NEW YORK: The Huffington Post, the online news service, is offering brands the chance to pay to insert messages into its various feeds on Twitter, the microblogging platform.

At present, the internet pioneer runs a number of different accounts on the social messaging portal, covering everything from sports to current affairs.
It will advise marketers on how best to utilise these streams to connect with members of the San Francisco-based site, an approach which must go beyond using simplistic advertising messages.

Greg Coleman, president and chief revenue officer of the Huffington Post, argued "you cannot use the social engagement for the purposes of really hawking your products."

 "The advertiser is really put in a position where they need to add value to the conversation that's taking place."

One example could be where an organisation that has sponsored an event like the World Series provides facts and statistics to users, Coleman suggested.

Similarly, a healthcare company with an interest in the Obama administration's current reform programme might use the appropriate forum "to bring to fore the facts" in a non-biased way.

While this sort of strategy may seem to resemble a more traditional "push" model than is often the case with new media, it could also be more effective than alternatives like display ads.

Ian Schafer, chief executive of Deep Focus, the interactive agency, said "it's interruptive, potentially, but it also presents an opportunity for the advertiser to say something worthwhile."

"In theory, there's more upside in doing it that way than in buying a banner ad. With those the default behavior is to ignore them. With this the default behavior may be to pay attention."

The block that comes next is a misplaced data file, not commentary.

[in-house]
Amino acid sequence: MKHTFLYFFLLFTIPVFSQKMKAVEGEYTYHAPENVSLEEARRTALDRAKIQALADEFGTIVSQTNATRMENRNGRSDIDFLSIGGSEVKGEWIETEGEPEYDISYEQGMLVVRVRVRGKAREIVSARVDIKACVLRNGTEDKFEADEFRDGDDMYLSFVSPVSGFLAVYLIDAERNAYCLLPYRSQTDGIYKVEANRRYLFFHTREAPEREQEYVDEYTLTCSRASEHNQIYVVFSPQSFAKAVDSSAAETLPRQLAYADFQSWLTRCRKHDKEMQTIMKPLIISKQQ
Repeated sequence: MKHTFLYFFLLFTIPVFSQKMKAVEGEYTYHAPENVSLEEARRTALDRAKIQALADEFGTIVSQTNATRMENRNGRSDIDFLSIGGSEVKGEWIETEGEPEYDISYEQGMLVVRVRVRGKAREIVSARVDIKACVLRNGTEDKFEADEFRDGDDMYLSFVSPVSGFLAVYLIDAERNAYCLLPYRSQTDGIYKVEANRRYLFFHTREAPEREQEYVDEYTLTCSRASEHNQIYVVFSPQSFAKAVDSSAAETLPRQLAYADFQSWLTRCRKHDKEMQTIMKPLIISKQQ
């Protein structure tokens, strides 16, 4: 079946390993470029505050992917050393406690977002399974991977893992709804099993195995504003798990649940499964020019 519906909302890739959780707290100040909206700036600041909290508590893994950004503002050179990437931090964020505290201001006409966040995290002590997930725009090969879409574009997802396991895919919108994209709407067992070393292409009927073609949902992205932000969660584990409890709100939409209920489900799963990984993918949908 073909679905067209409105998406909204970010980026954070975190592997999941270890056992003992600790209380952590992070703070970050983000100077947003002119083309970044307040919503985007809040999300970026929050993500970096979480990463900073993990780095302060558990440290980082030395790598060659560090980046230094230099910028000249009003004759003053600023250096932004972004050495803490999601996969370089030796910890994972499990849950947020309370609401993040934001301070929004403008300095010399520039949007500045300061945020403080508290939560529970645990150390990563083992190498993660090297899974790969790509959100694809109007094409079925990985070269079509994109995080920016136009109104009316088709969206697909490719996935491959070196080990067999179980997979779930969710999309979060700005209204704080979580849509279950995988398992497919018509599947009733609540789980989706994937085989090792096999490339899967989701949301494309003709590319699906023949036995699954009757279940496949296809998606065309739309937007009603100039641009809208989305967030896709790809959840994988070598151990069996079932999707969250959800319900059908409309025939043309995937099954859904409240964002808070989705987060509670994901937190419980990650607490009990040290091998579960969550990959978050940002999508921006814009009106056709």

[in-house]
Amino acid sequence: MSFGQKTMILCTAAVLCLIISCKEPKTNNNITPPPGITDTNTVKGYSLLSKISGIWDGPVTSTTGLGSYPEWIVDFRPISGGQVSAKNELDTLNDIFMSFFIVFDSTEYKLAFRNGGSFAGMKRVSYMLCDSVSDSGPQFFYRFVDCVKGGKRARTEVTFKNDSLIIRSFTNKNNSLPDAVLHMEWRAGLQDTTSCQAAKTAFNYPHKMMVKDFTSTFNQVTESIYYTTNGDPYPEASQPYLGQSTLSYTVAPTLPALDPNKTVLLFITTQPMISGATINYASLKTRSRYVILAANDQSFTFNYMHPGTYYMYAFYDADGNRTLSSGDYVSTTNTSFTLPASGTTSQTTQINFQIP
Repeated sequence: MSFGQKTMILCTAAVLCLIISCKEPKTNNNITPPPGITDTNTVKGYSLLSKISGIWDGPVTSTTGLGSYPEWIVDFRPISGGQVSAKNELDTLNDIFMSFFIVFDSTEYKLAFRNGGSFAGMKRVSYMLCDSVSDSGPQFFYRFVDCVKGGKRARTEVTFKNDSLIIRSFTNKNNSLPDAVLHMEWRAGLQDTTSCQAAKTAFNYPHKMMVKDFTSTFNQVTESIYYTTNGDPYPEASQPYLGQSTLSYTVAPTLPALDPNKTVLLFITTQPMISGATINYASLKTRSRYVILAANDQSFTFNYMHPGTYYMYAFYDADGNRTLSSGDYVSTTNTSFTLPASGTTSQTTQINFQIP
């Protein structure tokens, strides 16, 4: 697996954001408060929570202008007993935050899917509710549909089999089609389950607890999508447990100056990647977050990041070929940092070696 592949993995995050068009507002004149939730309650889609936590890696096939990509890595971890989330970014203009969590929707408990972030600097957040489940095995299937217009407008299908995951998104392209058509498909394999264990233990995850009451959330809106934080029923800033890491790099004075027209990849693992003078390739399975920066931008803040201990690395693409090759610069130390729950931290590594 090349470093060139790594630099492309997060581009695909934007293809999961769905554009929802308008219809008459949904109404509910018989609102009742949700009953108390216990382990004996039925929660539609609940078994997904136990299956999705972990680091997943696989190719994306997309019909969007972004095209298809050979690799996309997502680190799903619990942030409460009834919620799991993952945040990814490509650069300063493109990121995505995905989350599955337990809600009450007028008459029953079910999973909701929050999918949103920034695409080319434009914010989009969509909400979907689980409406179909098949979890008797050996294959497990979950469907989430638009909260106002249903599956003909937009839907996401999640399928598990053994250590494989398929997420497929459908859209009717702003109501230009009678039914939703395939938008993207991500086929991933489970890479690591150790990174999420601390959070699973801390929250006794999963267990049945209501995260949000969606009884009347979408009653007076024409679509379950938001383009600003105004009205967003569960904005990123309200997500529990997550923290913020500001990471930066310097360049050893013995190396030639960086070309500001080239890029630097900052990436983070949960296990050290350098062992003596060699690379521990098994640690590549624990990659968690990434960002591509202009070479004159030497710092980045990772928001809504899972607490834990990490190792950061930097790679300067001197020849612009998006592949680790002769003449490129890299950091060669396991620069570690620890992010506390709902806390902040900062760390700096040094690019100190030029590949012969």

More broadly, the Huffington Post is aiming to double its revenues by next year, and increase returns more than six times over in the next three years.

It has also recently commissioned its first in-depth, third-party audience research, and hired four new senior executives to work on the sales side of its operations.

"I've been looking at the processes, the team, the tools that we have, the sales operation part, to be able to go to market with the gusto that I would imagine a brand like the Huffington Post should be able to go to market," said Coleman.

In an effort to achieve the same goal, the publication has diversified its content, moving away solely from politics into sports, entertainment and general interest.

Overall, "non-political" material delivered 82% of all page views among users last month, and 76% in October, compared with just 48% in June 2007, when these sorts of articles and features were first added to its core areas of activity.

Data sourced from AdAge; additional content by Warc staff